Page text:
This will, no doubt, be a major topic of conversation at this week’s FDLC meeting as we discuss the National Statutes.
The only downside to Fr. Turner’s book is a linguistic one; because the book was published in 2007, it does not take into account the 2010 translation of the Roman Missal. As a result, his discussion of such texts (including an otherwise excellent examination of the text of the Mass for Christian Unity) do not reflect the current liturgical language, although his overarching points are still relevant.
Nevertheless, the book is highly recommended for it’s overall theme and discussion of the historical and ecumenical nature of welcoming other Christians into full communion. When Other Christians Become Catholic is a valuable resource for pastors, evangelists, and RCIA leaders and team members.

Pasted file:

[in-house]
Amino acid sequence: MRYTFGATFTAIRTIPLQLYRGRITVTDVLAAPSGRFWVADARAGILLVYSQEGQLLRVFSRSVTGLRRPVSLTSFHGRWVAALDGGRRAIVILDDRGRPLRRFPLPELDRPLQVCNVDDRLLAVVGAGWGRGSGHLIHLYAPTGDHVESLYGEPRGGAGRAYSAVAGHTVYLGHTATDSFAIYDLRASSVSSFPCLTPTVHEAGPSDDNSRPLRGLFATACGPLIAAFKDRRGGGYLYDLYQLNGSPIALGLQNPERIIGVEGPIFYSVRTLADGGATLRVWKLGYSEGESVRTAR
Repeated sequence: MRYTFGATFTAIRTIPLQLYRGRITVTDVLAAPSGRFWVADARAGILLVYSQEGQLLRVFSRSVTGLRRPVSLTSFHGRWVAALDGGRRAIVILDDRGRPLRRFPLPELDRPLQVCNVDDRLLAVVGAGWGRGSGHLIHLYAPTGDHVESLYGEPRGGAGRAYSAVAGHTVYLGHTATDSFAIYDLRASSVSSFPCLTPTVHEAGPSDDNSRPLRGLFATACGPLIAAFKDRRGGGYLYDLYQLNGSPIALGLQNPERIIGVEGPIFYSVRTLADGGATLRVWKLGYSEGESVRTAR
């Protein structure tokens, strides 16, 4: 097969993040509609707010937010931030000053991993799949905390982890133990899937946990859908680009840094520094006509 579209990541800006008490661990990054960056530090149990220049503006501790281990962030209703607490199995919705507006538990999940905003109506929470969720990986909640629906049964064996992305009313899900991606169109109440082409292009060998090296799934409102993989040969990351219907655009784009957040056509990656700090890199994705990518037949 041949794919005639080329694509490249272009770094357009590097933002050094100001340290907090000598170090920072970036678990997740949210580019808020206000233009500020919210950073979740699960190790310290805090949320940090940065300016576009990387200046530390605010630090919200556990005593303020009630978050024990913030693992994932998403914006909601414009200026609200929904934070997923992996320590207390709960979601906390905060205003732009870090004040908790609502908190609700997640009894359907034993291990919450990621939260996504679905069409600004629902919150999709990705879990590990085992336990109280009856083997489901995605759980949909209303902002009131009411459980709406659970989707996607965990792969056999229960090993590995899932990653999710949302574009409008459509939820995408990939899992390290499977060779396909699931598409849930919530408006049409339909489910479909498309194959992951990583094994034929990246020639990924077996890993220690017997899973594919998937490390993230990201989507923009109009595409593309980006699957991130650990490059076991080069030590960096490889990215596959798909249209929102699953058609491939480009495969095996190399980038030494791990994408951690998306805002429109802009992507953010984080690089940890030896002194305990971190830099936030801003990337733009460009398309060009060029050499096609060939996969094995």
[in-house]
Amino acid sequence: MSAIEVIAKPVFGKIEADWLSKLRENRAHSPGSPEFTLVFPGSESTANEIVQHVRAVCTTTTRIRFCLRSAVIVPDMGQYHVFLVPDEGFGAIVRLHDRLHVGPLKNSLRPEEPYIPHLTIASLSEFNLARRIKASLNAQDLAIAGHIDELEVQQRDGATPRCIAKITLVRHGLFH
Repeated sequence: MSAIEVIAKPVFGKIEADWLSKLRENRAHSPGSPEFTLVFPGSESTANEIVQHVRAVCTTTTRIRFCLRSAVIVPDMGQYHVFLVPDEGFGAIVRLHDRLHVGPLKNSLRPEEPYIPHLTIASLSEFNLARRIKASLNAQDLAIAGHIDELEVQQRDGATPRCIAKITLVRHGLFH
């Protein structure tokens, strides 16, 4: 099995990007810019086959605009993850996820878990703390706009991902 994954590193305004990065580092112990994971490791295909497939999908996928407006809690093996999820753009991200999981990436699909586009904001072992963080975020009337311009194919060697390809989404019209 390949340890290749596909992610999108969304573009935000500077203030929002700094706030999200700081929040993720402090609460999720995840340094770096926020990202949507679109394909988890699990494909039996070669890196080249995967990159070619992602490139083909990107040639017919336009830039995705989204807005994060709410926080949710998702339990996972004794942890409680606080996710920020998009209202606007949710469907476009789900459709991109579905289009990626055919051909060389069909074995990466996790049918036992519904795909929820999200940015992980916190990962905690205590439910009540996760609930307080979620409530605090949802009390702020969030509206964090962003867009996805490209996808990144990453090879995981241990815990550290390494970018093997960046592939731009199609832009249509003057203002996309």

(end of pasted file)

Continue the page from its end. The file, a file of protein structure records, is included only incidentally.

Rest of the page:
The book is based on interviews Rainer conducted with representatives from 12 closed churches. Through these interviews he identified various patterns and symptoms of dying churches: lack of evangelization, a failure to budget for mission, no communal prayer, etc.
Rainer’s purpose is not just to depress us, though. As he states in the outset, his hope is that this “autopsy” will help others to identify symptoms of an unhealthy church before it becomes a crisis. To that end he includes reflection questions at the end of each chapter to help church leaders discern the “vital signs” of their communities.
The book ends with suggestions for churches in various stages of decline. Rainer does not mince words. He advocates for drastic changes in drastic circumstances, something many communities will resist. But Rainer is not concerned with comfort; he is concerned with churches communicating the Gospel effectively.
A quick note to Catholic readers: while Rainer is Baptist and some of the examples in the book have a decidedly Protestant bent, the symptoms and suggestions identified by him are just as applicable to Catholic parishes. Any diocesan or parish leader interested in healthy parish communities would do well to read and reflect on Rainer’s work.